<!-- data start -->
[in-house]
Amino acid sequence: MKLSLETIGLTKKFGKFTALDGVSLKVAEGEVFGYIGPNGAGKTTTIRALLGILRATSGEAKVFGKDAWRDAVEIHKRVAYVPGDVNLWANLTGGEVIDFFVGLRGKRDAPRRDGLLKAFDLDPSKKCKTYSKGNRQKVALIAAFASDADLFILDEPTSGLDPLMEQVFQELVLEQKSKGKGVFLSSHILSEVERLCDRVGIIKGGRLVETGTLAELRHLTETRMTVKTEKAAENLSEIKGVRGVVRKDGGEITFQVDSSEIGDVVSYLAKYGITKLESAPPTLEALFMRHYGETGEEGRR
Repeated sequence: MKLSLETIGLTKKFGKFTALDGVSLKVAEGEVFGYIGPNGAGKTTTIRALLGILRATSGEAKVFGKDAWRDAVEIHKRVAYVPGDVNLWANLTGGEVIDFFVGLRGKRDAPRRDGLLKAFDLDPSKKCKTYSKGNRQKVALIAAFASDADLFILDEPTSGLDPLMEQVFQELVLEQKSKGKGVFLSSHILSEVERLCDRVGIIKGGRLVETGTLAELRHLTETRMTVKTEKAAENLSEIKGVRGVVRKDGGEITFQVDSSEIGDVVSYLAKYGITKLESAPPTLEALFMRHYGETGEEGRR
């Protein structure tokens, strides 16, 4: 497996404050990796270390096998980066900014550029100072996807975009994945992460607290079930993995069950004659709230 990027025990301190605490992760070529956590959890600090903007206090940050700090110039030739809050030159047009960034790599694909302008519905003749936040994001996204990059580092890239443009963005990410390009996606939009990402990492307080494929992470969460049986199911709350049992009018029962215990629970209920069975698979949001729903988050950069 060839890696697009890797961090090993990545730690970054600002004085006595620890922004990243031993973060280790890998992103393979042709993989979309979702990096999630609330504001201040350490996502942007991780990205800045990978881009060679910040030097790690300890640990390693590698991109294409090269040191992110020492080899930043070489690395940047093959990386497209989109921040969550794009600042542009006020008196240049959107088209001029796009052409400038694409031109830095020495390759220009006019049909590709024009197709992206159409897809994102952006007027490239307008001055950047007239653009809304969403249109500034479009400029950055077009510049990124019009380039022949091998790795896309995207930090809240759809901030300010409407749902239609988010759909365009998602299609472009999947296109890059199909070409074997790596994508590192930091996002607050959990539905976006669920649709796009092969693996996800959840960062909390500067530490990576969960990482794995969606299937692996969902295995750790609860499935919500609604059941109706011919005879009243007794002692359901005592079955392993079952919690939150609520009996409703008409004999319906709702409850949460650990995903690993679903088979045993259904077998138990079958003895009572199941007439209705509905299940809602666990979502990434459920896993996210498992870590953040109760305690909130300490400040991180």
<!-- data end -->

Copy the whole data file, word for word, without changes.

[in-house]
Amino acid sequence: MKLSLETIGLTKKFGKFTALDGVSLKVAEGEVFGYIGPNGAGKTTTIRALLGILRATSGEAKVFGKDAWRDAVEIHKRVAYVPGDVNLWANLTGGEVIDFFVGLRGKRDAPRRDGLLKAFDLDPSKKCKTYSKGNRQKVALIAAFASDADLFILDEPTSGLDPLMEQVFQELVLEQKSKGKGVFLSSHILSEVERLCDRVGIIKGGRLVETGTLAELRHLTETRMTVKTEKAAENLSEIKGVRGVVRKDGGEITFQVDSSEIGDVVSYLAKYGITKLESAPPTLEALFMRHYGETGEEGRR
Repeated sequence: MKLSLETIGLTKKFGKFTALDGVSLKVAEGEVFGYIGPNGAGKTTTIRALLGILRATSGEAKVFGKDAWRDAVEIHKRVAYVPGDVNLWANLTGGEVIDFFVGLRGKRDAPRRDGLLKAFDLDPSKKCKTYSKGNRQKVALIAAFASDADLFILDEPTSGLDPLMEQVFQELVLEQKSKGKGVFLSSHILSEVERLCDRVGIIKGGRLVETGTLAELRHLTETRMTVKTEKAAENLSEIKGVRGVVRKDGGEITFQVDSSEIGDVVSYLAKYGITKLESAPPTLEALFMRHYGETGEEGRR
């Protein structure tokens, strides 16, 4: 497996404050990796270390096998980066900014550029100072996807975009994945992460607290079930993995069950004659709230 990027025990301190605490992760070529956590959890600090903007206090940050700090110039030739809050030159047009960034790599694909302008519905003749936040994001996204990059580092890239443009963005990410390009996606939009990402990492307080494929992470969460049986199911709350049992009018029962215990629970209920069975698979949001729903988050950069 060839890696697009890797961090090993990545730690970054600002004085006595620890922004990243031993973060280790890998992103393979042709993989979309979702990096999630609330504001201040350490996502942007991780990205800045990978881009060679910040030097790690300890640990390693590698991109294409090269040191992110020492080899930043070489690395940047093959990386497209989109921040969550794009600042542009006020008196240049959107088209001029796009052409400038694409031109830095020495390759220009006019049909590709024009197709992206159409897809994102952006007027490239307008001055950047007239653009809304969403249109500034479009400029950055077009510049990124019009380039022949091998790795896309995207930090809240759809901030300010409407749902239609988010759909365009998602299609472009999947296109890059199909070409074997790596994508590192930091996002607050959990539905976006669920649709796009092969693996996800959840960062909390500067530490990576969960990482794995969606299937692996969902295995750790609860499935919500609604059941109706011919005879009243007794002692359901005592079955392993079952919690939150609520009996409703008409004999319906709702409850949460650990995903690993679903088979045993259904077998138990079958003895009572199941007439209705509905299940809602666990979502990434459920896993996210498992870590953040109760305690909130300490400040991180």